When Volvo invented the three-point seat belt in 1959, They made the patent-free for all competitors to use in order to save lives, because “It had more value as a free life-saving tool than something to profit from.’
In this day and age of lane-departure warning systems and radar-guided automatic braking, it’s hard to believe that safety in cars was once considered an afterthought. Volvo made a name for themselves by selling safer cars, but they gave away the most important safety device ever devised: the three-point seat belt.
Website for automobiles in the United Kingdom Nils Bohlin, a Volvo engineer, invented the universal modern seat belt in 1959, according to Arnold Clark. Seat belts were simple two-point waist restraints at the time, and they often did more harm than good in crashes.
Bohlin worked on ejector seats for Saab as an aviation engineer. He designed a seat belt that covered both the driver’s torso and his or her lap. The Volvo Amazon and Volvo PV544, pictured above, were the first cars to feature the design in the Nordic market in 1959. It arrived in the United States in 1963.
It was a game-changing invention that could have made Volvo a fortune in patent fees alone.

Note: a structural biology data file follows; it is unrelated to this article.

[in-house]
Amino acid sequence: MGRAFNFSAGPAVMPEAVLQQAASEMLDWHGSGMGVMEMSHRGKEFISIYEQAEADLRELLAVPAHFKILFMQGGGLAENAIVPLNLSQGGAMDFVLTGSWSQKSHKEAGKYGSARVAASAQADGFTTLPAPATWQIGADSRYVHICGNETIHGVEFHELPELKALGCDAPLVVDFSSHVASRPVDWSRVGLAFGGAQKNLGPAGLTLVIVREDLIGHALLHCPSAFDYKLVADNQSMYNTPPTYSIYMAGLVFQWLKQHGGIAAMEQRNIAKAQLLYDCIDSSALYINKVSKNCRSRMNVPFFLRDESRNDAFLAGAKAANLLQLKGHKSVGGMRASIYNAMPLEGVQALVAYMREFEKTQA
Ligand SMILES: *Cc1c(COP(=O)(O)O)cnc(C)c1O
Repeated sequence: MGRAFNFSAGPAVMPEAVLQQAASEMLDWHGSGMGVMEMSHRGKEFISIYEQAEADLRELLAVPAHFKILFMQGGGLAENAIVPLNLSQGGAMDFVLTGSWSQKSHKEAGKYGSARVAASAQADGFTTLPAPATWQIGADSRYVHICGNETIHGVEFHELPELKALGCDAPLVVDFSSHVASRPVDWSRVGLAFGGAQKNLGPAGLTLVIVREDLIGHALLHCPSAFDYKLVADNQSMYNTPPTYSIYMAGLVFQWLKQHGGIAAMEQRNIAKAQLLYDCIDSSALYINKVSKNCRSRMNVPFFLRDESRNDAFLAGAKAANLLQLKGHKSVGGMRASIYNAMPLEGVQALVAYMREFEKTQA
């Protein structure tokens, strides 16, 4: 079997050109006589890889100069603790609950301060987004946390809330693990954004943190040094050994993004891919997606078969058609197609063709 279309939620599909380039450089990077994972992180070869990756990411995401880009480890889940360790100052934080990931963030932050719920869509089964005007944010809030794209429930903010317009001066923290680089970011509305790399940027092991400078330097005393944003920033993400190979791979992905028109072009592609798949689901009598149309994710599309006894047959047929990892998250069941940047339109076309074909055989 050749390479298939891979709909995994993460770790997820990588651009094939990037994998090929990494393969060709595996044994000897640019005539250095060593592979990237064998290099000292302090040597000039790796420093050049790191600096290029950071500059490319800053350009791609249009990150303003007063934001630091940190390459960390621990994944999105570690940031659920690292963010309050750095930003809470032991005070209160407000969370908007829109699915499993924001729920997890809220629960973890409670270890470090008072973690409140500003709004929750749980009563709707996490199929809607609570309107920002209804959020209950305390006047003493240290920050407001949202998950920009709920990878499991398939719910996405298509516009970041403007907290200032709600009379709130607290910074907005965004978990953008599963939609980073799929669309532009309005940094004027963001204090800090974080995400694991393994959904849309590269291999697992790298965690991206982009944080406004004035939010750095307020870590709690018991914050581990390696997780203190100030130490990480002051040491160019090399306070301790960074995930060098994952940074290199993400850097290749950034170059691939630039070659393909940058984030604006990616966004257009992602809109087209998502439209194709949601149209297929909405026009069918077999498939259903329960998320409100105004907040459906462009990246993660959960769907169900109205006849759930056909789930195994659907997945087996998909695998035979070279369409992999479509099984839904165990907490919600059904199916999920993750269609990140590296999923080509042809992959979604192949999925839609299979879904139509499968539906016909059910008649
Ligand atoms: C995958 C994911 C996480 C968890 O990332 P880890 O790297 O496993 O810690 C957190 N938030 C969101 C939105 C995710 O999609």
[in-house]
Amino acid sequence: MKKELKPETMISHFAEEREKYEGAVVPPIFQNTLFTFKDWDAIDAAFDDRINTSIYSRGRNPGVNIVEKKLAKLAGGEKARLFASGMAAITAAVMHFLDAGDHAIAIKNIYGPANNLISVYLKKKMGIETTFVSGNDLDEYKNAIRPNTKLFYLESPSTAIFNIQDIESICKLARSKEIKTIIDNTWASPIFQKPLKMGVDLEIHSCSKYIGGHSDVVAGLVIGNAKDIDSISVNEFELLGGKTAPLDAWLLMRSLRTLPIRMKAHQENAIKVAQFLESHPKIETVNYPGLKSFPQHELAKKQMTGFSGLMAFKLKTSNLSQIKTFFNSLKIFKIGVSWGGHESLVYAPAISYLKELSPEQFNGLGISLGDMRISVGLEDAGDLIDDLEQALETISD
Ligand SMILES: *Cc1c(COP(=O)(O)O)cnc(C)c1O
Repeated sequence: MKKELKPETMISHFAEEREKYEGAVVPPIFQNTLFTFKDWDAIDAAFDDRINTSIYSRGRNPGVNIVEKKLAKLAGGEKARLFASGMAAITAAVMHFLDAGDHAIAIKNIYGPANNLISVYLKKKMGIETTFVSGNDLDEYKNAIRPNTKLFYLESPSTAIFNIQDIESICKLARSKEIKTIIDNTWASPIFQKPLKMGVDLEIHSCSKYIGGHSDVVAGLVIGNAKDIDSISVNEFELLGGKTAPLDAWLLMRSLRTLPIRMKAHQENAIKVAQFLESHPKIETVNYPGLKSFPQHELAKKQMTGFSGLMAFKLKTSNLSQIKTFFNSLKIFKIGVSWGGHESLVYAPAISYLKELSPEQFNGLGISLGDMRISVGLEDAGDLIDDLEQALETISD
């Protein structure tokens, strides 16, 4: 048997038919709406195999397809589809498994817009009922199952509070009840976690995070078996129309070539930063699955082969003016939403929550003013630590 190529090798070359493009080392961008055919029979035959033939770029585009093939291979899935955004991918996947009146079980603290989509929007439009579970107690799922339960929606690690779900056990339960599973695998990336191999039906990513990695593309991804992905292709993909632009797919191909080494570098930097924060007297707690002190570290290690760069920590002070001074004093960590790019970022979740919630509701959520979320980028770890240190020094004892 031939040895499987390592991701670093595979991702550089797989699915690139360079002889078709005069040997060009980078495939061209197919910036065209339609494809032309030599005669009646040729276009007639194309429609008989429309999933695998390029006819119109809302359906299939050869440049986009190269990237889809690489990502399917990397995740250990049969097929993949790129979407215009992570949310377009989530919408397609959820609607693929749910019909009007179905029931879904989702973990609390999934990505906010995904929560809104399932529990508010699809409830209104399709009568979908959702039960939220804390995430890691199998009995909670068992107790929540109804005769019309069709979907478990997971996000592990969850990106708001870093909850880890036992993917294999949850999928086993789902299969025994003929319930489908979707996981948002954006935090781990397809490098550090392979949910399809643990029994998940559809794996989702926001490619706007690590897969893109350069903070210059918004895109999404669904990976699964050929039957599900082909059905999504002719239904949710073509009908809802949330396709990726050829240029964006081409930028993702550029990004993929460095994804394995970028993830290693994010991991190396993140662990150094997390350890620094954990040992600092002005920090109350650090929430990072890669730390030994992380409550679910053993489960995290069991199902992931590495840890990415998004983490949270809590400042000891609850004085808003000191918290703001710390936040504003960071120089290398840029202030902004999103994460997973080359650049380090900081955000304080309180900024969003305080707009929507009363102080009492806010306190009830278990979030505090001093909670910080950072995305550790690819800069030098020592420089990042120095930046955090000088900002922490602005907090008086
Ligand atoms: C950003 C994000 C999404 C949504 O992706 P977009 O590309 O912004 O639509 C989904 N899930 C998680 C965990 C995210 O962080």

Volvo, on the other hand, didn’t do that; they gave away the patent because it was too valuable to keep to themselves. According to the story:
Volvo opened up the patent so that any car manufacturer could use it in their design, which is why the three-point seatbelt is so widely used. They decided that because the invention was so important, it should be given away for free rather than profited from. “The decision to release the three-point seat belt patent was visionary and in line with Volvo’s guiding principle of safety,” Volvo managing director Alan Dessell is quoted as saying.
Bohlin remained with Volvo until 1985, advocating for additional safety features such as side impact protection and rear seat belts. He died in 2002, just a few years after being inducted into the Automotive Hall of Fame and receiving a gold medal from the Royal Swedish Academy of Engineering Science. Volvo claimed four years ago that his seatbelt design had saved over a million people around the world.
If you’ve ever been saved by a three-point seat belt, you can thank Bohlin for it, as well as Volvo for prioritising human lives over corporate profits.